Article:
Canadians Face Long Wait for New Medicines
July 26, 2011
Federal and provincial government bureaucracies are taking more than two-and-a-half years on average to approve new prescription drugs, thereby depriving many Canadians of the latest in new medicines, finds a new report from the Fraser Institute.
Canada's drug approval process involves two separate stages: First, Health Canada must certify a drug is safe and effective, then provincial governments decide if the drug will be reimbursed under their public drug programs. This combination of federal and provincial decision-making creates delays or, more often, deprives patients of access to new medicines.
- The study found that only 23 percent of new drugs approved as safe and effective by Health Canada in 2004 had been approved for either full or partial reimbursement under provincial drug plans as of June 9, 2011, compared to 98 percent that had been covered by at least one private insurer.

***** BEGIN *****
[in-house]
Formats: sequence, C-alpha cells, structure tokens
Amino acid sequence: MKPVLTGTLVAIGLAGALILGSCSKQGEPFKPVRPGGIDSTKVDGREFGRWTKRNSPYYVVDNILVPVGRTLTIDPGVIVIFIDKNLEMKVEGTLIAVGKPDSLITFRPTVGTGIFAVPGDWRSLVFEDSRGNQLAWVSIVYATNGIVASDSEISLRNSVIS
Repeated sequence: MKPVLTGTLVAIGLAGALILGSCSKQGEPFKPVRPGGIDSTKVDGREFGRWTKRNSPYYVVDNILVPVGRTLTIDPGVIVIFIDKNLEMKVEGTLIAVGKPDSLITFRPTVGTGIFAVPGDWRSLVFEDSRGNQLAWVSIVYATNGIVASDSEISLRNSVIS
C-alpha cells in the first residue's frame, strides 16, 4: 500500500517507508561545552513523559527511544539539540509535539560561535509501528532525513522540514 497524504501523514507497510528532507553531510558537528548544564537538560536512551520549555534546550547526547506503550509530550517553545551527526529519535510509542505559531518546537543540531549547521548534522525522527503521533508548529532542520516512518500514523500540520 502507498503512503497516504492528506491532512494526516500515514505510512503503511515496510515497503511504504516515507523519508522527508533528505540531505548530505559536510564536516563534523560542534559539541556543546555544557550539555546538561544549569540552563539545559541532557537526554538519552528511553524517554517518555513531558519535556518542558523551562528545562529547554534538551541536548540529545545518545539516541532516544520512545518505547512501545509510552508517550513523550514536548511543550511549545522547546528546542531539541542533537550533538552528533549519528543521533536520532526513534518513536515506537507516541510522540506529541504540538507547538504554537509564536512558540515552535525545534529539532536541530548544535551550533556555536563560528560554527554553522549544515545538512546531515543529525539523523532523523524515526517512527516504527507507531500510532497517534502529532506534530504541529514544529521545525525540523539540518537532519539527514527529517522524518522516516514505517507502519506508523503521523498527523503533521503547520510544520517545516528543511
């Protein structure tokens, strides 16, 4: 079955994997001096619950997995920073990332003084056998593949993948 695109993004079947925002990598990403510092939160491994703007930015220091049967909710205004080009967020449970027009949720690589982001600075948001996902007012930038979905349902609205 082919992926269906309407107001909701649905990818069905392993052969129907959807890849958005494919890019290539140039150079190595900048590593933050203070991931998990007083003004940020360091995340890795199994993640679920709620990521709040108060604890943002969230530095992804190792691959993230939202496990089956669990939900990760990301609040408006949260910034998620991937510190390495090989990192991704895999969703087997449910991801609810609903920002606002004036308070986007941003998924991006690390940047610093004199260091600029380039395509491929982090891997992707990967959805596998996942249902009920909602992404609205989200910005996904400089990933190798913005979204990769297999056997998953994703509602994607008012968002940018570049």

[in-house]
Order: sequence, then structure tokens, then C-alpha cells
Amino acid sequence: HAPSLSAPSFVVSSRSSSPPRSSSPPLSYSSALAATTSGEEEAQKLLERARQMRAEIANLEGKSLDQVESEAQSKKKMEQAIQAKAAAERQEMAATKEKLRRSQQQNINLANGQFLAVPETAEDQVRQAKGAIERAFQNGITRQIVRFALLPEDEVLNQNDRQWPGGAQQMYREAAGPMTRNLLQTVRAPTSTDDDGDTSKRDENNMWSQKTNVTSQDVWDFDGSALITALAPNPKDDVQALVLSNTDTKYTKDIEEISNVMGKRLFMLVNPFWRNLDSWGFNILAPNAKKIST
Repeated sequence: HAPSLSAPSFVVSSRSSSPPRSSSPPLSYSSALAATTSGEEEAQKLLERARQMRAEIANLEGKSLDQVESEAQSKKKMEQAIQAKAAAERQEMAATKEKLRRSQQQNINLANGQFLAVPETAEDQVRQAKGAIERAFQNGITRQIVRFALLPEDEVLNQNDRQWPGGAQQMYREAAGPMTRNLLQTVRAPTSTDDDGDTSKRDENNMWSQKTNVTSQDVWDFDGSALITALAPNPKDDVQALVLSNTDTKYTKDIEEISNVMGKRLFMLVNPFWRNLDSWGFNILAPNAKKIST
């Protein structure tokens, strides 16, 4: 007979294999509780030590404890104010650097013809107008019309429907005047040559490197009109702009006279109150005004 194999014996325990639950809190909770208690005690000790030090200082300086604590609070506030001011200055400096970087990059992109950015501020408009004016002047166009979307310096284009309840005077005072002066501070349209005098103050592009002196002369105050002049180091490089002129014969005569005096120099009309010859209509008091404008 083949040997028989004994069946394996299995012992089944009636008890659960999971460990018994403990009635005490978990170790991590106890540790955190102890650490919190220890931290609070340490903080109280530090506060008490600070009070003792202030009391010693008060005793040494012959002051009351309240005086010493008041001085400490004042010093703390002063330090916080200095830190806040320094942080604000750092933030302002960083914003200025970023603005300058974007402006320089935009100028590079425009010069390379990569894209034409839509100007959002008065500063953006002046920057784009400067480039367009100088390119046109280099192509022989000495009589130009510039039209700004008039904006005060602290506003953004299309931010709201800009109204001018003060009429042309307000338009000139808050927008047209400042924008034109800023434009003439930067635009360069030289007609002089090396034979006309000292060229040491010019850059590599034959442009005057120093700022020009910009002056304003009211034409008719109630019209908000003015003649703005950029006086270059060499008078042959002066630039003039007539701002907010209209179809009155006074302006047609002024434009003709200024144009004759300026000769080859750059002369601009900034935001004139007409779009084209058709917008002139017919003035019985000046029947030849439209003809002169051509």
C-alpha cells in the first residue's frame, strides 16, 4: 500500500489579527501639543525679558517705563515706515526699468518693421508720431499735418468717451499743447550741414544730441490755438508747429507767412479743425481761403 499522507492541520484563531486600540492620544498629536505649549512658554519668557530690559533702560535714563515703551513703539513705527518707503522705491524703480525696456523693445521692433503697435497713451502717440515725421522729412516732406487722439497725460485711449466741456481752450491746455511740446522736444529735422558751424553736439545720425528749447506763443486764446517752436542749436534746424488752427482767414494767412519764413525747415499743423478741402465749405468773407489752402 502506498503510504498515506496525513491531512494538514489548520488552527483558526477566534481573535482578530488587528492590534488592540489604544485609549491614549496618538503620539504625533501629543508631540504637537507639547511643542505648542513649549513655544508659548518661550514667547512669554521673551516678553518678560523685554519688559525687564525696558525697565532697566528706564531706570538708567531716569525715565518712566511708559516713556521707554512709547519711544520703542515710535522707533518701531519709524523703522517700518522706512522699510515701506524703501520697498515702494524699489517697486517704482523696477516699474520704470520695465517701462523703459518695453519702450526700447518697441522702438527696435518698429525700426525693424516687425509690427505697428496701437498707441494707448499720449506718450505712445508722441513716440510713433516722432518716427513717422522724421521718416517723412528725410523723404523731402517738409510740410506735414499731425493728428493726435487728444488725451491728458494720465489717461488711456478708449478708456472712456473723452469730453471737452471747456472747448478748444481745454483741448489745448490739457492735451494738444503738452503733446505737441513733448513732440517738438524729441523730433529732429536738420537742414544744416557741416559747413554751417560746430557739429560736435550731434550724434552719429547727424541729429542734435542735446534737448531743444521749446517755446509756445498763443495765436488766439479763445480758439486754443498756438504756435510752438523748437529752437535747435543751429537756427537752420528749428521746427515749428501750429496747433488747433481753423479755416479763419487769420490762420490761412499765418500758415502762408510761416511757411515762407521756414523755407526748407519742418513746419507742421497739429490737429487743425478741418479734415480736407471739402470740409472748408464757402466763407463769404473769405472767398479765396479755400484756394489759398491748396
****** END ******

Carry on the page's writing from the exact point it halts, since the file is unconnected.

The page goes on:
- In addition, the study shows that, compared to its international counterparts, Health Canada takes longer to certify new drugs.
- From 2006 to 2009, Health Canada's performance was worse than that of the EMEA, Health Canada's European equivalent.
- Similarly, Health Canada's performance was worse than that of the U.S. Food and Drug Administration in five of the last six years studied (2004 to 2009).
In the report, the authors suggest two specific policy changes to make new medicines more quickly available to Canadians:
- Mutual recognition of drug approvals and cooperation with other jurisdictions.
- Replace government drug programs with means-tested subsidized access to private insurance.
Source: "Canadians Waiting More than Two-and-a-Half Years for Governments to Approve New Medicines," Fraser Institute, June 29, 2011.
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